Alexander Bakunin has made an idyllic life in the Russian countryside. His four beautiful daughters are on their way to successful marriages, and his son, Michael, has joined the prestigious Russian cavalry. But, when Michael returns home from St. Petersburg with a newfound interest in philosophy, it signals an abrupt turn in the fortunes of the Bakunin family: Michael’s over-attachment to his sisters, his radical ideas, and his group of socialist revolutionary friends infiltrate Alexander’s home, and the family begins to unravel.
Stoppard’s sprawling family drama jumps back and forth through time and place, giving audiences snapshots of the day-to-day struggles of the Bakunin family, while only alluding to the devastating highs and lows. The first act of Voyage focuses primarily on the experiences of the Bakunin sisters, while the second act moves the narrative to the Moscow revolutionaries, with Michael as the conduit between the two worlds. Both acts span the same 11-year period, between 1833 and 1844.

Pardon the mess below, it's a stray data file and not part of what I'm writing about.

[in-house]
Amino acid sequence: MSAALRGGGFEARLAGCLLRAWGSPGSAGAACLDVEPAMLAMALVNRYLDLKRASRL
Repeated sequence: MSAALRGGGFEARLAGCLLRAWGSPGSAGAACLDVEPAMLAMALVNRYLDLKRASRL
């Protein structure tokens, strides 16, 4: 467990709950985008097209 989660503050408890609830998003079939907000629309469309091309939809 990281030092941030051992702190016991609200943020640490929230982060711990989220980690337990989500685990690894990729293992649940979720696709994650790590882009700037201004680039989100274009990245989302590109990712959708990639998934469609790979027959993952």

Voyage is the first of Stoppard’s Coast of Utopia trilogy (Voyage, Shipwreck and Salvage), which all take place in pre-revolution Russia. With a total run-time of over nine hours and seventy characters, the Coast of Utopia trilogy is a daunting theatrical cycle, and has been performed to great acclaim throughout the USA and Russia. In 2007, the play and its performers won a total of seven Tony awards.
The Coast of Utopia: Voyage guide sections